Parents and carers who notice an abnormal white reflection in a child’s eye will often seek information online – but Australian researchers want to ensure the information they find is accurate and appropriate.
Photoleukocoria is a phenomenon where the white reflection is picked up in a photograph. In this scenario, the child may have a condition that prevents the camera’s flash from reaching the retina and is one of the most common signs of serious paediatric eye disease, including cataract and the paediatric eye cancer retinoblastoma.
A new Australian research study published in Translational Vision Science & Technology examines which search terms people use to find out more about photoleukocoria.
One of the study authors, Lions Eye Institute Managing Director Professor David Mackey, said participants were shown pictures of children with leukocoria and 98.4 per cent were able to identify the abnormality.
They were then tasked with searching for information about the condition, with the most commonly used search terms including “white”, “pupil”, “photo” and “eye”.
“This lead them to a range of websites, with differences in the description of the photoleukocoria influencing the sites reached, the information obtained and subsequent motivation to seek medical help,” Professor Mackey said.
“We believe that having identified the most commonly used search terms for photoleukocoria is an important step for search engine optimisation.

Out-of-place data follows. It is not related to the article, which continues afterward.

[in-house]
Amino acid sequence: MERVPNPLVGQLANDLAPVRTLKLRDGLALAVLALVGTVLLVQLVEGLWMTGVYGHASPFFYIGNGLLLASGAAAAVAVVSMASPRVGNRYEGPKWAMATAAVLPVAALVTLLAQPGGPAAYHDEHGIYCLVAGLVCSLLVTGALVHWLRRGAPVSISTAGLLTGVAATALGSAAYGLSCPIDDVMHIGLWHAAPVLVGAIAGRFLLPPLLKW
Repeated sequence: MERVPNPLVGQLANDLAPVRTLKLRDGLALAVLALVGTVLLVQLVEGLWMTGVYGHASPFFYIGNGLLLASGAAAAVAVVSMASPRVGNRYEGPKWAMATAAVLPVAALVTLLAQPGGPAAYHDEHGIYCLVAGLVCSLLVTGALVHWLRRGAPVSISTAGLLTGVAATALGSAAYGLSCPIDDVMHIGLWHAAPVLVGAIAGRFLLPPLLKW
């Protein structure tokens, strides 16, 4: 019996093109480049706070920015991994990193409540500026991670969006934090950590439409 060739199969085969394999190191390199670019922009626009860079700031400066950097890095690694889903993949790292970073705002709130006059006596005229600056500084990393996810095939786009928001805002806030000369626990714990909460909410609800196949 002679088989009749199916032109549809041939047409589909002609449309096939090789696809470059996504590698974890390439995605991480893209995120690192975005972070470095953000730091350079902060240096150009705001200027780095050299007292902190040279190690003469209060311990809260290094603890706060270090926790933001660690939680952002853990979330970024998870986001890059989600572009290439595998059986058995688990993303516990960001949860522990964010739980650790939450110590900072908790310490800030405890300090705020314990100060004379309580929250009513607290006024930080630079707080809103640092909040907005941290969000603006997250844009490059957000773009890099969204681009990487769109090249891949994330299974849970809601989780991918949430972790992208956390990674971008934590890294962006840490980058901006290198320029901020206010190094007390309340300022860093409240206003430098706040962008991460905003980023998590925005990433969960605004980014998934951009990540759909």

“Being directed to the most appropriate websites that tells carers how serious photoleukocoria can be will prompt them to take action and potentially reduce delays in diagnosis.”
Professor Mackey said ensuring parents and carers were directed to accurate medical information online was vital because early diagnosis could be lifesaving.
He said while parents were often the first to notice and report the white pupil, they were generally unaware that it was a sign of a potentially fatal disease.
“Educating caregivers about the importance of recognising leukocoria early has been shown to significantly improve survival of children with retinoblastoma,” Professor Mackey said.
“With increasing numbers of people turning to the internet for initial health information, it is vital that the information is accurate and helps people make decisions about next steps, such as promptly seeking an expert medical opinion.”
Organisations currently hosting information about photoleukocoria can be alerted to the most commonly used search terms identified in this research to ensure their sites are reached should these search terms be used.
Image: Photoleukocoria is an abnormal white reflection which can indicate a serious paediatric eye condition